'Elections have consequences': Does Obama regret saying that now?

What do politicians mean when they say 'elections have consequences'? Often, they're saying that their party just won an election and they want their way – but the pronouncement can come back to bite.

Jason Reed/Reuters/File
President-elect Barack Obama was pretty happy that elections had consequences on Nov. 4, 2008. This year, not so much.

“Elections have consequences.” It’s the political way for winners to tell losers: “Tough luck, you lost. Get over it.”

President Obama infamously espoused this view shortly after his 2009 inauguration, during a meeting with congressional Republicans about his economic proposals. Mr. Obama was later quoted as telling GOP leaders that “elections have consequences,” and, in case there was any doubt, “I won.”

Now, of course, the expression has come back to haunt the president. Since the Democratic Party’s drubbing at the polls earlier this month, politicians and pundits are repeatedly invoking the phrase as a justification for a more conservative agenda.

Columnist Debra Saunders used it in decrying Obama’s decision this week to issue a sweeping executive order on immigration. “The latest Gallup poll shows that a modest 36 percent of voters have a favorable view of the Democratic Party. Republicans enjoy higher numbers – 42 percent – for the first time since 2011,” Ms. Saunders wrote recently. “It's time to back off. As Obama himself famously said, ‘Elections have consequences.’’’

CNBC’s Matt Cuddy also brought it out shortly before the recent failed post-election Senate vote on the controversial Keystone XL pipeline: “After six years of discussion, the Keystone pipeline is finally going to get an up or down vote on the U.S. Senate floor, confirming the adage, elections have consequences. What led to this change? Politics.” Along those same lines, Sen. John Hoeven (R) of North Dakota, a leading Keystone supporter, said in a statement: “I have been working for years to pass this legislation, and now the Democratic caucus seems ready to move on it. Elections have consequences.”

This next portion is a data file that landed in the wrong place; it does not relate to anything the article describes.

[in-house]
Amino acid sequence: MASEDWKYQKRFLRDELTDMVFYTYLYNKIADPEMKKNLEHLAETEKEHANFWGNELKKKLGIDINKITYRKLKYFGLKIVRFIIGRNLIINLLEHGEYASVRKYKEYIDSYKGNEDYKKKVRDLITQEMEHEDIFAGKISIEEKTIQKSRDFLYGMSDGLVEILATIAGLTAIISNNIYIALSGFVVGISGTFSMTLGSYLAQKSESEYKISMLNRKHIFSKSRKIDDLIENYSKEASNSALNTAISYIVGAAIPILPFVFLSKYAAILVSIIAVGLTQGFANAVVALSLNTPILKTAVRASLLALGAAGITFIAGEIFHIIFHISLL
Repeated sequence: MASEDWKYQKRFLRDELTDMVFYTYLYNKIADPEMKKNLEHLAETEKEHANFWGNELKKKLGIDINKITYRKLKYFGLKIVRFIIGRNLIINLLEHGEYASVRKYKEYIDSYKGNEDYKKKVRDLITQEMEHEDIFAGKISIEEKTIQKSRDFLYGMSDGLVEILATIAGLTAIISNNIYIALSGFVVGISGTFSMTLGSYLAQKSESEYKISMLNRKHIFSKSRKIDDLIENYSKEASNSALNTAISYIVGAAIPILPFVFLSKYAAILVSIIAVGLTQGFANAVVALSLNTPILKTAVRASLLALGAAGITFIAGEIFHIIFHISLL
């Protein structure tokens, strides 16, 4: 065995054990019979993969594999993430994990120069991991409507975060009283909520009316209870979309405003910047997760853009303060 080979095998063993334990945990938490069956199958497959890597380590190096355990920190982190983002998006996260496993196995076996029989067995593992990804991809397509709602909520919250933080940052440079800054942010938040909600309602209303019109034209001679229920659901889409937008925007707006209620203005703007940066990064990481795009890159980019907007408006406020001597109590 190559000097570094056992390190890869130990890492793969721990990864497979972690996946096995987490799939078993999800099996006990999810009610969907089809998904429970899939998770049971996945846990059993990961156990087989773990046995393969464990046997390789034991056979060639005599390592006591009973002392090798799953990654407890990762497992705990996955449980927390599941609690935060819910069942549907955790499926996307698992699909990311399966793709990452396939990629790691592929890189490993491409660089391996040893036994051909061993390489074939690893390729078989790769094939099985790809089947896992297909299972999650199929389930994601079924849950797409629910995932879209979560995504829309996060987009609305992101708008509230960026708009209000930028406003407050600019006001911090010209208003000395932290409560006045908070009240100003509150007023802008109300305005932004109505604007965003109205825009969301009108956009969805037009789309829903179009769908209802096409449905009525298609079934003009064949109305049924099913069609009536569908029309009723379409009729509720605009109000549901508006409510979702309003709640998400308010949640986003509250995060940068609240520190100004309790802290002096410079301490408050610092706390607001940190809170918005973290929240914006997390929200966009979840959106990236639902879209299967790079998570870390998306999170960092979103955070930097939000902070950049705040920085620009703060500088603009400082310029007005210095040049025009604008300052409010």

Of course, being on the losing end of an election often changes the views among politicians about how determinative elections should be. During the four-year tenure of Nancy Pelosi as the first House speaker, her Democrats didn’t seem particularly interested in taking into account the viewpoints of minority Republicans. At one point in early 2009, as the $787 billion economic stimulus bill ping-ponged between both Democratic-controlled chambers, Pelosi said: “Yes, we wrote the bill. Yes, we won the election.”

But after House Democrats lost their majority in the 2010 midterms, Pelosi seemed to take a different view. In April 2011, after a few months back in the minority, she told a Tufts University audience that elections “shouldn’t matter as much as they do.”

Chuck McCutcheon and David Mark write their "Speaking Politics" blog exclusively for Decoder Voices.

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